The provision of tailored and user-friendly apps is a win-win solution for customers and providers of health and life insurance products. Not only do they meet expectations of the digitally-savvy consumer but they allow carriers to build closer relationships with their clients that vastly improve customer loyalty.

Omni-channel matters

To ignore these opportunities to reinvent, or a refusal to act quickly to build new customer relationships based on current consumer expectations, will put carriers and brokers at an insurmountable disadvantage

The rise in mobile technologies is just one of the trends in purchasing behaviour, but it is important to note that mobile should not eclipse the other communication channels when it comes to interacting with health or life insurers.

In fact, what is clear is that consumers want to engage with their insurance provider at a time and place that suits them, through the whole range of platforms that we all have at our fingertips today. If we look at the typical purchasing lifecycle, it is becoming commonplace for enquiries to be started via one channel – such as Facebook, email or web chat – and completed on another, perhaps by telephone or an in-person meeting. Therefore providing a seamless transition between channels is of vital importance. Carriers, agents and brokers who are unable to do this will fall short of policyholder’s expectations and give the impression of a disjointed business that does not place the needs of its customers at its heart.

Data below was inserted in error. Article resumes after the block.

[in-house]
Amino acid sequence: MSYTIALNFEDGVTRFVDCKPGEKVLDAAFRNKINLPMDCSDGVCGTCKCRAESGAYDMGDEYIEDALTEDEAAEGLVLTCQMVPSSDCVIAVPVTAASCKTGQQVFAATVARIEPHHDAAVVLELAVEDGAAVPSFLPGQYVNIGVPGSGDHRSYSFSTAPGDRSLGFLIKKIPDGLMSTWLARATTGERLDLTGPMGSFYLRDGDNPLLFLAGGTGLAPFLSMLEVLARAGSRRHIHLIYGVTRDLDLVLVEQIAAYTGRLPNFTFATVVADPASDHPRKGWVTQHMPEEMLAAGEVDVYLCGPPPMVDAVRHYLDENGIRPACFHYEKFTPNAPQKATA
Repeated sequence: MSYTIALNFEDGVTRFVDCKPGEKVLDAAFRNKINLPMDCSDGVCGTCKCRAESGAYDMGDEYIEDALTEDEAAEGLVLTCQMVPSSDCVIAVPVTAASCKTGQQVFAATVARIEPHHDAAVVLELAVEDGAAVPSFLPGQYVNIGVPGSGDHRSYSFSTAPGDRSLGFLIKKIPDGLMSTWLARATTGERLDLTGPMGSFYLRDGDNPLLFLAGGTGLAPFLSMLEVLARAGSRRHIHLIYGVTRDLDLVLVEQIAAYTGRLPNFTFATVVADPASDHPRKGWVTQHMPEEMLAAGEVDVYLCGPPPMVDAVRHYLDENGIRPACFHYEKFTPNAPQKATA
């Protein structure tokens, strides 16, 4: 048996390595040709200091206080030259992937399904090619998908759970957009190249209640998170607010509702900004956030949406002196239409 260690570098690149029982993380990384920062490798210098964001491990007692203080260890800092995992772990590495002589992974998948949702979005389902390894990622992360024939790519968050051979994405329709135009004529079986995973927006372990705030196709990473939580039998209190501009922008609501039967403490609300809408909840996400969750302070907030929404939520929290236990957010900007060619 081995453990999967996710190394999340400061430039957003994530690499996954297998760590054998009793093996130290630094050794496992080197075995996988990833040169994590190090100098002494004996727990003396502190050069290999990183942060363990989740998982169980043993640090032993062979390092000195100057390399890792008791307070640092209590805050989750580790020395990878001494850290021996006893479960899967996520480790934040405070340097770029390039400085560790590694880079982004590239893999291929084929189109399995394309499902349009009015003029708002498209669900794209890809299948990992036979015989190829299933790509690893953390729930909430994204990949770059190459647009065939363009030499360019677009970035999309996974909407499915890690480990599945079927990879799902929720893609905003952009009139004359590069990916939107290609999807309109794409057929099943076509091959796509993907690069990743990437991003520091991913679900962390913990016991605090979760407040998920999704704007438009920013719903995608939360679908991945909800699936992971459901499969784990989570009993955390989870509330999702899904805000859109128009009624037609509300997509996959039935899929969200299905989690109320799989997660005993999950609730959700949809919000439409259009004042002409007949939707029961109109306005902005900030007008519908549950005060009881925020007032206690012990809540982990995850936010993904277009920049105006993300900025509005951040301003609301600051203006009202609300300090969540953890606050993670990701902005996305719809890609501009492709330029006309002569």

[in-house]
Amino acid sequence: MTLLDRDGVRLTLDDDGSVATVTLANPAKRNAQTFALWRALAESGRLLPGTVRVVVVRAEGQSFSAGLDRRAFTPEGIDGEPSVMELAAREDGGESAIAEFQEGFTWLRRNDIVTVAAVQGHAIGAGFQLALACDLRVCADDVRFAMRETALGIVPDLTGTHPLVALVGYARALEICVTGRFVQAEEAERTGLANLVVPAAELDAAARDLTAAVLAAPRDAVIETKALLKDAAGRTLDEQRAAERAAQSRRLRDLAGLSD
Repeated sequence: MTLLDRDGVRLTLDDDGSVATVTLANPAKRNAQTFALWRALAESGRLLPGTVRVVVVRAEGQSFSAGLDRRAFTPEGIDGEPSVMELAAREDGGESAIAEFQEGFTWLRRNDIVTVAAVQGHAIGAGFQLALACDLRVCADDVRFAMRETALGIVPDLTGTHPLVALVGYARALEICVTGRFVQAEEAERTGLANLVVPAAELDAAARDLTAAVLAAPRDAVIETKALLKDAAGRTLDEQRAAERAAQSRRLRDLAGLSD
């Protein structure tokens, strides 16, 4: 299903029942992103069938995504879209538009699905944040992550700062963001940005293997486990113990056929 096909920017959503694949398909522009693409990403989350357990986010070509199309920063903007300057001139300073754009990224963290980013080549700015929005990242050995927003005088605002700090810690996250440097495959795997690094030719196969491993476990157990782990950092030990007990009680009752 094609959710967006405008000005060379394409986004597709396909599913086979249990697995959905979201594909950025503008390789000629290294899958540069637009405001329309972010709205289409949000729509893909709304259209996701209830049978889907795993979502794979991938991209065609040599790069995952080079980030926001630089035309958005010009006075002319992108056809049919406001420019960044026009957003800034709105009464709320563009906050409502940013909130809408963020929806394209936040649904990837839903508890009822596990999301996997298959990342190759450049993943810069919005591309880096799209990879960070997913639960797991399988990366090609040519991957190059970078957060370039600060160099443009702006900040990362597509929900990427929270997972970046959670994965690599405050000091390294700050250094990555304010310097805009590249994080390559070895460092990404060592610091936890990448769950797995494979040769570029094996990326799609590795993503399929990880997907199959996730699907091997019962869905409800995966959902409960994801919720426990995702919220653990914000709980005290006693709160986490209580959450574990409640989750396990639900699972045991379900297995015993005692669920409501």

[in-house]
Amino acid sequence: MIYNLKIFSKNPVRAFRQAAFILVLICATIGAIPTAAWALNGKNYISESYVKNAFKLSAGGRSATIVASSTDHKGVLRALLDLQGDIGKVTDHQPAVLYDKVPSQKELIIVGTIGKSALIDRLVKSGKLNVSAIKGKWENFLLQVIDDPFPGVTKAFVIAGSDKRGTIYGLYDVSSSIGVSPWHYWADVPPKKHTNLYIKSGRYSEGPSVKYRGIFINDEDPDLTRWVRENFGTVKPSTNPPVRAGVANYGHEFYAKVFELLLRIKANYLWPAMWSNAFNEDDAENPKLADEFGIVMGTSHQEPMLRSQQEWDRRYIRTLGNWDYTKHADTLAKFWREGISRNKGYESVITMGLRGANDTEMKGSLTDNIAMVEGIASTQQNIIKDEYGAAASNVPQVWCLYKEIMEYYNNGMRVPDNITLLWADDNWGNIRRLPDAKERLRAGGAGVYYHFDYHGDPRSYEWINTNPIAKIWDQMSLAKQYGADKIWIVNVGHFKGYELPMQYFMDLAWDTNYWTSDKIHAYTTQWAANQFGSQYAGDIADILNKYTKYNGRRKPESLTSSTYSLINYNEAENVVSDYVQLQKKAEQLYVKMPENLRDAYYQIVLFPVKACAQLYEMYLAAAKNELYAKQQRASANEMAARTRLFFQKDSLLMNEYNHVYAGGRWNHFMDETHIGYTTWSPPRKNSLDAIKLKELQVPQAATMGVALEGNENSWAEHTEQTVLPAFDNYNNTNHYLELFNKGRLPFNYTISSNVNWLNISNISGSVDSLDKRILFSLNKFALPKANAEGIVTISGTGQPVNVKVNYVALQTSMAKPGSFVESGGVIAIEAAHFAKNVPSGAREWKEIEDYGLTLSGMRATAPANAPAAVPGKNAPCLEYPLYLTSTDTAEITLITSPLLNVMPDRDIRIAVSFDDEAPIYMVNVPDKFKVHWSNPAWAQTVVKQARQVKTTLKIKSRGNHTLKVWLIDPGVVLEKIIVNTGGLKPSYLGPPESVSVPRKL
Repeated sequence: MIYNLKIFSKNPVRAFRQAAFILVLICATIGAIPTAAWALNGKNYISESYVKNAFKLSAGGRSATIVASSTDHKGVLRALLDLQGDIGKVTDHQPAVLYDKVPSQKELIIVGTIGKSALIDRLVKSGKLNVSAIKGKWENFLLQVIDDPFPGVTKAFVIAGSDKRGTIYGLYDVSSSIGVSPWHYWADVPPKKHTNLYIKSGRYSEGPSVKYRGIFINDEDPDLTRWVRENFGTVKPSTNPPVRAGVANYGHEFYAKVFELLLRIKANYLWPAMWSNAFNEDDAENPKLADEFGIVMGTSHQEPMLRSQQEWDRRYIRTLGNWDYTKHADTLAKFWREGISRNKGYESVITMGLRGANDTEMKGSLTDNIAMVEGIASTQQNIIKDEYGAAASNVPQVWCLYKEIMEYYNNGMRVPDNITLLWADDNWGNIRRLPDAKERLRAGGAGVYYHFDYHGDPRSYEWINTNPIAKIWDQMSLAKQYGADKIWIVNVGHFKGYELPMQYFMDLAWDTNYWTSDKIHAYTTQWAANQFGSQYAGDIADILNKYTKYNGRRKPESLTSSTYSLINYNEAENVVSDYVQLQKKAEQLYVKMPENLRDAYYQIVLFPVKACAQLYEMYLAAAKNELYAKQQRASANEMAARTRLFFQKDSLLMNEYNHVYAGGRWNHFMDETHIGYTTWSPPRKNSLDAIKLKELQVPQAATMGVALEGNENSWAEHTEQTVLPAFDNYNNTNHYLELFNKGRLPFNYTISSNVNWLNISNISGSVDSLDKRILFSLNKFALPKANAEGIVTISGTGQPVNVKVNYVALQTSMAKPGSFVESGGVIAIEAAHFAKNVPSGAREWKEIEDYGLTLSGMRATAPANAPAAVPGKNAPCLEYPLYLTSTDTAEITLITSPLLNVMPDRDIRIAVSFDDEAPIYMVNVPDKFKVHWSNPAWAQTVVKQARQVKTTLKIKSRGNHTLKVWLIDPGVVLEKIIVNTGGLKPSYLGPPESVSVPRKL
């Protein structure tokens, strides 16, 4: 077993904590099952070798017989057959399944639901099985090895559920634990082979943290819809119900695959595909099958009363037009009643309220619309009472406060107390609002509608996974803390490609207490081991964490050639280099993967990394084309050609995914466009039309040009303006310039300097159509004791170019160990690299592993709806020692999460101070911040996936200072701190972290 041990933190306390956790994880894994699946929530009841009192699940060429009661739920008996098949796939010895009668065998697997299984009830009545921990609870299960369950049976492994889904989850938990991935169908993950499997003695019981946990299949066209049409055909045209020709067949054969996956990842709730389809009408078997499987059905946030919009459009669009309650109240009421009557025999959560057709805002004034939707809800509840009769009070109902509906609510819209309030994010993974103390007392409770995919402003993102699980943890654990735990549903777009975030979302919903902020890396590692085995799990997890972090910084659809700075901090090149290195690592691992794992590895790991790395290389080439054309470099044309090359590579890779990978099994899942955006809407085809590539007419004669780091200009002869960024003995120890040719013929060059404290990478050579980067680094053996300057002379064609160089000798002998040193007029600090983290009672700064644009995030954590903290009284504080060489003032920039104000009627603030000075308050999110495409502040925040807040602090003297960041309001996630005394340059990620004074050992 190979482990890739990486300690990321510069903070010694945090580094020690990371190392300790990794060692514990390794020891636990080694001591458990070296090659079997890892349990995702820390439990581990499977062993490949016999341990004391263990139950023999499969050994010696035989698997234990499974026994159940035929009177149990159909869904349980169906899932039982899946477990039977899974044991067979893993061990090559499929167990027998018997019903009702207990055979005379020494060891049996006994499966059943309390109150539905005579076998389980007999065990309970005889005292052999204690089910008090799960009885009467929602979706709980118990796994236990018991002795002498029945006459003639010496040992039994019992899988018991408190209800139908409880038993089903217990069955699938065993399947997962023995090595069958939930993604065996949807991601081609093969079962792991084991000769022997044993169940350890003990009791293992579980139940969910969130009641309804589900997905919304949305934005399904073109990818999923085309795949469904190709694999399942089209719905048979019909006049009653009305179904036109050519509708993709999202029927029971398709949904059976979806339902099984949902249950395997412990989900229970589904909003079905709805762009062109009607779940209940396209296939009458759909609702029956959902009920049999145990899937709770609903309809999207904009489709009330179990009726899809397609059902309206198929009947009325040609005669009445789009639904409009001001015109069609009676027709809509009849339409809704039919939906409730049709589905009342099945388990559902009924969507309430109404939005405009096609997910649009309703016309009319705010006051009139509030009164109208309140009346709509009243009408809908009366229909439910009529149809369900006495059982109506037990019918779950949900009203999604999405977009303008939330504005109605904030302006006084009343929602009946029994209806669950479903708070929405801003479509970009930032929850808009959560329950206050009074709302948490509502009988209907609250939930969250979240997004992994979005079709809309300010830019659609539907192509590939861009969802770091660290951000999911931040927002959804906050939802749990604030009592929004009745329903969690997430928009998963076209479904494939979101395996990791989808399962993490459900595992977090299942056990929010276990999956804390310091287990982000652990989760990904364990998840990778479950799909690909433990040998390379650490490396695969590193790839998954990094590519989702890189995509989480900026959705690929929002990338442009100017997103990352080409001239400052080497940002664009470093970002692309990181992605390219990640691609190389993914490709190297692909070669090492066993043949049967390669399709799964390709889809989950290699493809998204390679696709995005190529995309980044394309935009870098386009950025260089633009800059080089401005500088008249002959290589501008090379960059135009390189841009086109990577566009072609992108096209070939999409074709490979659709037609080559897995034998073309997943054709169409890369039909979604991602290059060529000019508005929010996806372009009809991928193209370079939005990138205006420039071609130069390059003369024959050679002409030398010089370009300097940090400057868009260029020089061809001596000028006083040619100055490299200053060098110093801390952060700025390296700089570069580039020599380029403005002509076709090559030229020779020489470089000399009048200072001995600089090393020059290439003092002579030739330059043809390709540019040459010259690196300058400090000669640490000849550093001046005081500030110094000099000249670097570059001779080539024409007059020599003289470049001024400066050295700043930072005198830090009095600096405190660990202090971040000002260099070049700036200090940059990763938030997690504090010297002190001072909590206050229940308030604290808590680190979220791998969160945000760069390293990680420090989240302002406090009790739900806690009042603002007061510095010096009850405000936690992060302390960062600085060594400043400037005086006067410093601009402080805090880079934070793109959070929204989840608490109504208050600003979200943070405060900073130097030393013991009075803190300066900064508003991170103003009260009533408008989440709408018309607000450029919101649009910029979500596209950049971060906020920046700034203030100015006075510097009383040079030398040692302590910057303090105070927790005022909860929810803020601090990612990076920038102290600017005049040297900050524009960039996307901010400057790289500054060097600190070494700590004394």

With this desire for flexibility that today’s multi-channel world offers, it becomes evident why Artificial Intelligence (AI) holds such potential to transform the customer-facing front-line of carriers and intermediaries alike. Chatbots offer the ability to offer 24-hour support to clients, handling basic enquiries and assisting with policy research, immediately ticking the boxes for the customized, flexible and ‘always on’ engagement desired by the consumer. In the near future we will see chatbots are being further developed to encompass yet more sophisticated capabilities, for example, understanding and mimicking human conversations to make engagement quicker and even more convenient.

Big data delivers

However, multi-channel delivery, which is so crucial to enabling the integrated experience that drives customer loyalty, relies on having the right underlying infrastructure in place. And herein lies perhaps one of the main obstacles traditional insurers, brokers and advisors need to surmount if they are to position themselves competitively in the market, in particular against the new breed of digital start-ups.